Such is the painful lesson is war, that in life those that lay lead dead on the battlefield could not see the bond in one another and killed each other. Sharing the same womb of the earth in extinction as brothers share the same womb from they took existence. Made to be brothers in death simply because they could not see the brotherhood they shared in life.
A miner and a writer are no different in many respects, journeying into the deep dark depths of the earth, the other of his soul. Both searching to bring something back from darkness to light.
Most of humanities, our species history was a struggle was against the climate, simply trying to survive the elements, to carve our societies, to tame this this world and make it ours. Yet now the greatest challenge of our time, will be the struggle to save the very same climate that killed our ancestors. Tragically ironic isn’t it?
The religious tomes speak of a god creating man in his own image. I cannot speak of the veracity of that for its matter of faith and not facts. However what I do know is that man and his kind has and continues to, shape this world in his own reflecting both the great cruelties and compassion that resides within him.
Yesterday would have been the 258th birthday of a great hero of mine. William Wilberforce was a MP for Kingston upon Hull, first elected at age 21 while still a student University of Cambridge. While his early years in government were unremarkable, it would be later activities that earn him great acclaim. Beginning in 1787 he would wage a long campaign within parliament and outside of it, to end what is among the worst cruelties man has ever inflicted upon his species, the practice of slavery. Being informally involved with Society for Effecting the Abolition of the Slave Trade, Wilberforce along with others would push for the abolishment of the practice of taking Africans from Africa and shipping them world wide for the purposes of slavery. This would be regarded as one of the first grassroots campaigns for human rights organized by people from a wide spectrum of society. The society hoped that by abolishing the trade in slaves that it would lead to a gradual end slavery through reduced supply. As part of his involvement he would in 1789 introduce the bill that would abolish slavery, it laid delayed for two years, where it was defeated by a vote of 163- 88. In a testament to his personal strength and conviction he would engage in campaign the lead to the successful 1807 Slave trade act that was passed by a vote 283-16. While this was an accomplishment in of itself he would continue to pursue the end of slavery in of itself through parliamentary action. In 1825 Wilberforce who was never in good health, at the age of 66 resigned from Parliament. He would still continue his involvement with Anti-Slavery societies, these efforts would lead to the introduction of Bill for the Abolition of Slavery in 1833 which sought to end the practice of slavery throughout the British Empire, that would result in the freeing of 800,000 slaves. Wilberforce having heard that the Bill would passed by Parliament and become law, would die just three days later on 29th of July 1833.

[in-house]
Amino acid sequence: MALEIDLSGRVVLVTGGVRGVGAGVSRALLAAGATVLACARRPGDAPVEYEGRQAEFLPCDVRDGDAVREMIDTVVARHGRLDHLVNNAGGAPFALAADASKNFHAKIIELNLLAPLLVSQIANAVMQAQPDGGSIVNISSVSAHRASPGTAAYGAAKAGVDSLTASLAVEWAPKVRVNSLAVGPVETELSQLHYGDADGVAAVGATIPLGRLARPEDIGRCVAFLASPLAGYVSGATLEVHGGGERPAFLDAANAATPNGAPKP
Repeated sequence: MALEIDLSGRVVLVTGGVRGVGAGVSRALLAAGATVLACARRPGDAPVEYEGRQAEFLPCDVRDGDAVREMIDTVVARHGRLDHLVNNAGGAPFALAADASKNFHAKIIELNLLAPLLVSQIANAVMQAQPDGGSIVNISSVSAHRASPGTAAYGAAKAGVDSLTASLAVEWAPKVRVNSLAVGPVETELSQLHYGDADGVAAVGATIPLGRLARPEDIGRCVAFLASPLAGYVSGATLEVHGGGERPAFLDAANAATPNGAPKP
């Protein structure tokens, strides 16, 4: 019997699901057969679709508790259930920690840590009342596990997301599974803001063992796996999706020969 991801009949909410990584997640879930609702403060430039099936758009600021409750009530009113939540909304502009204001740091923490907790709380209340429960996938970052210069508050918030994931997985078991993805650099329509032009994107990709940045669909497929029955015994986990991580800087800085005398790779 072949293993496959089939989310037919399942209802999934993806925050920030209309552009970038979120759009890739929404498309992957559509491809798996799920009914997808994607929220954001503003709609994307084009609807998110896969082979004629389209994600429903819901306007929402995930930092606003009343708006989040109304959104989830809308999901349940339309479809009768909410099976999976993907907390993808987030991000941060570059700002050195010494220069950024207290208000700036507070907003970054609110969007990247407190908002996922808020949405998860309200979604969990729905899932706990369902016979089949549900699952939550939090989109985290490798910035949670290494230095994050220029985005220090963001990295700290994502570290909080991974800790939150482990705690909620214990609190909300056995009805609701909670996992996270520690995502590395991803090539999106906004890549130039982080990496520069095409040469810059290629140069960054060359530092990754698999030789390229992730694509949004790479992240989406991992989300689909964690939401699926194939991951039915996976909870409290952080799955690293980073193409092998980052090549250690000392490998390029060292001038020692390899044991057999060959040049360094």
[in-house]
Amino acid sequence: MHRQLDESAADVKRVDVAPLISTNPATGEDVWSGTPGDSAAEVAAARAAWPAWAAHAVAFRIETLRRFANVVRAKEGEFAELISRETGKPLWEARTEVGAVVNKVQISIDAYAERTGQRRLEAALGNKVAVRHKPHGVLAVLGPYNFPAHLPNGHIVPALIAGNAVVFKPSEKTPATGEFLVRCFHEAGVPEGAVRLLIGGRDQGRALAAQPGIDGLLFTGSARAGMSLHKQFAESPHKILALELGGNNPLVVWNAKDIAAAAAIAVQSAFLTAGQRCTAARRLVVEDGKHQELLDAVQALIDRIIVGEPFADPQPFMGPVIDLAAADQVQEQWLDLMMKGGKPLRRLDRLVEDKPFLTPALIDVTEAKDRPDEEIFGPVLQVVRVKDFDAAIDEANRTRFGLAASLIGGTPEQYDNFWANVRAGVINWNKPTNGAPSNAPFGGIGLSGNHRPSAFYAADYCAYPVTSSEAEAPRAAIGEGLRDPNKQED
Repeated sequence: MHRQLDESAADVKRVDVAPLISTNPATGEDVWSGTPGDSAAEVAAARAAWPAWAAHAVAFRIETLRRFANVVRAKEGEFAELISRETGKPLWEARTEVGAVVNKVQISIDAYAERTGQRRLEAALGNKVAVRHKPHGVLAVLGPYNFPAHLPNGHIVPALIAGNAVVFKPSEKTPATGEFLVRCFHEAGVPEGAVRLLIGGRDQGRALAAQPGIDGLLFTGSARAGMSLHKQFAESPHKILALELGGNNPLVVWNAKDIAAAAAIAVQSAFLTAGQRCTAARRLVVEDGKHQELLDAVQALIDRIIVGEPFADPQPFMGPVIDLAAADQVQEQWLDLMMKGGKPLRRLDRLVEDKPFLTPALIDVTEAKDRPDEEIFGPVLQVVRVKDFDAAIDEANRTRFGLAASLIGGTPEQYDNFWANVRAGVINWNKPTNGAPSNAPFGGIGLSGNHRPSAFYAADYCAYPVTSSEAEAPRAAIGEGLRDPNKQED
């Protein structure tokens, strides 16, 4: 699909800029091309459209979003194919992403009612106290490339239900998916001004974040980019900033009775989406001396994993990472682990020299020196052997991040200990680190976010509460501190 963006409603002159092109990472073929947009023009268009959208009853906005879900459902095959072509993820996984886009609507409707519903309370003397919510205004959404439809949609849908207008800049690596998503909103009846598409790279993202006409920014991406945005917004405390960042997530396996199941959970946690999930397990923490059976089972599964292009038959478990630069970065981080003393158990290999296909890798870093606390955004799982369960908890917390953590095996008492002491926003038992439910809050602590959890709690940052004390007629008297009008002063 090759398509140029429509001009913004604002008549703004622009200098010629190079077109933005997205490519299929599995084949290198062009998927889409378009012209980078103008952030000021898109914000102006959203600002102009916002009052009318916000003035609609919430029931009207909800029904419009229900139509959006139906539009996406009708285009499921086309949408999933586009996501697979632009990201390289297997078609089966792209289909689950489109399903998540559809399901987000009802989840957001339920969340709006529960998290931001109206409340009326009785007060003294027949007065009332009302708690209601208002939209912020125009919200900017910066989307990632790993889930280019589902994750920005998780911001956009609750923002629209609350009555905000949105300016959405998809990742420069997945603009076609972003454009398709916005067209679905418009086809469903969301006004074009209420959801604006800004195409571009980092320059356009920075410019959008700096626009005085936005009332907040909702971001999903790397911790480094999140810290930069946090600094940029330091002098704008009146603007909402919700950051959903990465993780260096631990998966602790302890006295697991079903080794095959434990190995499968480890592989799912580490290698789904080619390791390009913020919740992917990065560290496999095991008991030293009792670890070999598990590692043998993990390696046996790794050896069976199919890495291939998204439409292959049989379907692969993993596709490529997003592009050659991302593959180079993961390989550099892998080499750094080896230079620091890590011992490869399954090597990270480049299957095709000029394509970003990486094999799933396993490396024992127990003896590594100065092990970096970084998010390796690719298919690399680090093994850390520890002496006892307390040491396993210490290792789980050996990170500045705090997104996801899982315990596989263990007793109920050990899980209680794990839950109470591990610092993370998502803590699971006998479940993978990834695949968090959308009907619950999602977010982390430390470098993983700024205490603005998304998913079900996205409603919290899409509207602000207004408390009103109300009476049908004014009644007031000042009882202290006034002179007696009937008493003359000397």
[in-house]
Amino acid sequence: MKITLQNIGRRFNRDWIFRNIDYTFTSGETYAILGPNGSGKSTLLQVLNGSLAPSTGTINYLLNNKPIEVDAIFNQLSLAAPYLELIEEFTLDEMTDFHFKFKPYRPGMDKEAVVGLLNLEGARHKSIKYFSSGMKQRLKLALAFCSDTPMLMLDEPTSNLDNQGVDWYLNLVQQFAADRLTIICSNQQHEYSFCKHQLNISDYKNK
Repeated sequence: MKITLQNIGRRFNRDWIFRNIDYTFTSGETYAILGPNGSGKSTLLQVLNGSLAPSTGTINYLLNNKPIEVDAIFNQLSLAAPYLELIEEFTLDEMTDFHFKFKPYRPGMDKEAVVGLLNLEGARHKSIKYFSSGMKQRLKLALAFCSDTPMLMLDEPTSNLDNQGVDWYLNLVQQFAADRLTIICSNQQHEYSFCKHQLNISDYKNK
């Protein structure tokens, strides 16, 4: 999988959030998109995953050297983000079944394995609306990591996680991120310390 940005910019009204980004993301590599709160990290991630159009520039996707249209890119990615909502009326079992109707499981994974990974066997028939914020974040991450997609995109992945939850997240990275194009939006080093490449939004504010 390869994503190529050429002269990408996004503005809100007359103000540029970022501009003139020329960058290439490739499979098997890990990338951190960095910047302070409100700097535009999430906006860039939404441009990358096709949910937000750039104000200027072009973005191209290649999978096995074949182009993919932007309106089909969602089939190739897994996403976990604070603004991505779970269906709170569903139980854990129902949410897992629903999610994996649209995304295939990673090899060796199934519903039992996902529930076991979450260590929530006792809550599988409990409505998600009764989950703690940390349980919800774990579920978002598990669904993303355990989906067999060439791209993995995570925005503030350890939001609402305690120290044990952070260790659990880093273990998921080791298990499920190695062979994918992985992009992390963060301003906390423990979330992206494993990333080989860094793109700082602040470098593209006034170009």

In the deafening noise of this earth, humanity has a drowned out the voices, deafend itself to those it should have listened to the most, the small voices that form our consciences, our minds and our hearts.
When I die, my descendants will burn my body and cast the ashes into a river to be carried away. To them, only in death was I ever there. Yet it was not true. From my first breath to the last I was already there. The world and all within it being not unlike the river bed. The rushing current being the passage of time, how it brought new things from upstream, and how it eroded and decayed the old till it was to carried away, to either settle elsewhere or to float to the unknown.